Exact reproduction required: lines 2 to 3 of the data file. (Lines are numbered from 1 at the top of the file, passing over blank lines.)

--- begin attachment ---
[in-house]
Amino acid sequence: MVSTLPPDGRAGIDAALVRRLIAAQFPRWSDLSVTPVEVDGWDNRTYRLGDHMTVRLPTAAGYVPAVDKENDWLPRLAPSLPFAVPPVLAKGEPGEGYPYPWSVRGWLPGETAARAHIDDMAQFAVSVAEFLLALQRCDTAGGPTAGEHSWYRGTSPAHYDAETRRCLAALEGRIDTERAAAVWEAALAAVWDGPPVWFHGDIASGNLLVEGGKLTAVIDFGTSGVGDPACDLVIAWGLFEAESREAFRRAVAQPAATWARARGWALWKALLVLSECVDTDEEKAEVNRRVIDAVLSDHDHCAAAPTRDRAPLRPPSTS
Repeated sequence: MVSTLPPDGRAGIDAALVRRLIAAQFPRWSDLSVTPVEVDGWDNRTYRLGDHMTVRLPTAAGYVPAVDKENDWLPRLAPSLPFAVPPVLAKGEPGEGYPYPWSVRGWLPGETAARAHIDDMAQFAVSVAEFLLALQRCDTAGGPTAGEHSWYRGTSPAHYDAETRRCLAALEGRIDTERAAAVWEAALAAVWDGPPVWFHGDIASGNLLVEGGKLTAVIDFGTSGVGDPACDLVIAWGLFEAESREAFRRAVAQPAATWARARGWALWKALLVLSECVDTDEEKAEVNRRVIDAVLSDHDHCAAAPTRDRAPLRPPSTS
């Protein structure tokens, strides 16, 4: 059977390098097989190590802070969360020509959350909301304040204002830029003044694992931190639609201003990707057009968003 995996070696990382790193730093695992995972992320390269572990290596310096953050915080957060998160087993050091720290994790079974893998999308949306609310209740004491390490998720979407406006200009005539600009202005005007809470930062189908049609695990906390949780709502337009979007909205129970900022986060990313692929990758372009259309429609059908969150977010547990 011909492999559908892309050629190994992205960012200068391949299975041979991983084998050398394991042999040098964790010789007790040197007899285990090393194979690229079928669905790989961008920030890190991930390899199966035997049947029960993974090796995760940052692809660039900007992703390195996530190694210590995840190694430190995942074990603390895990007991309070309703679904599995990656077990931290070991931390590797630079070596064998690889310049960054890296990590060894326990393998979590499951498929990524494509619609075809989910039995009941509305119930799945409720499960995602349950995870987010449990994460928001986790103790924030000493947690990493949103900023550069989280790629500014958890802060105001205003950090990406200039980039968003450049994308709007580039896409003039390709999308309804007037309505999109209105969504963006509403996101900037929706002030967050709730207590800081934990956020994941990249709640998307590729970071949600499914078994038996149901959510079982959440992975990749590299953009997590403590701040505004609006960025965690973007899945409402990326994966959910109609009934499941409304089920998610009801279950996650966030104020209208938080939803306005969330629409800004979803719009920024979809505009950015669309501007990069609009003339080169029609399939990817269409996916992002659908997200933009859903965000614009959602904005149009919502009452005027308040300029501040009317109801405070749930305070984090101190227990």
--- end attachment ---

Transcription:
Amino acid sequence: MVSTLPPDGRAGIDAALVRRLIAAQFPRWSDLSVTPVEVDGWDNRTYRLGDHMTVRLPTAAGYVPAVDKENDWLPRLAPSLPFAVPPVLAKGEPGEGYPYPWSVRGWLPGETAARAHIDDMAQFAVSVAEFLLALQRCDTAGGPTAGEHSWYRGTSPAHYDAETRRCLAALEGRIDTERAAAVWEAALAAVWDGPPVWFHGDIASGNLLVEGGKLTAVIDFGTSGVGDPACDLVIAWGLFEAESREAFRRAVAQPAATWARARGWALWKALLVLSECVDTDEEKAEVNRRVIDAVLSDHDHCAAAPTRDRAPLRPPSTS
Repeated sequence: MVSTLPPDGRAGIDAALVRRLIAAQFPRWSDLSVTPVEVDGWDNRTYRLGDHMTVRLPTAAGYVPAVDKENDWLPRLAPSLPFAVPPVLAKGEPGEGYPYPWSVRGWLPGETAARAHIDDMAQFAVSVAEFLLALQRCDTAGGPTAGEHSWYRGTSPAHYDAETRRCLAALEGRIDTERAAAVWEAALAAVWDGPPVWFHGDIASGNLLVEGGKLTAVIDFGTSGVGDPACDLVIAWGLFEAESREAFRRAVAQPAATWARARGWALWKALLVLSECVDTDEEKAEVNRRVIDAVLSDHDHCAAAPTRDRAPLRPPSTS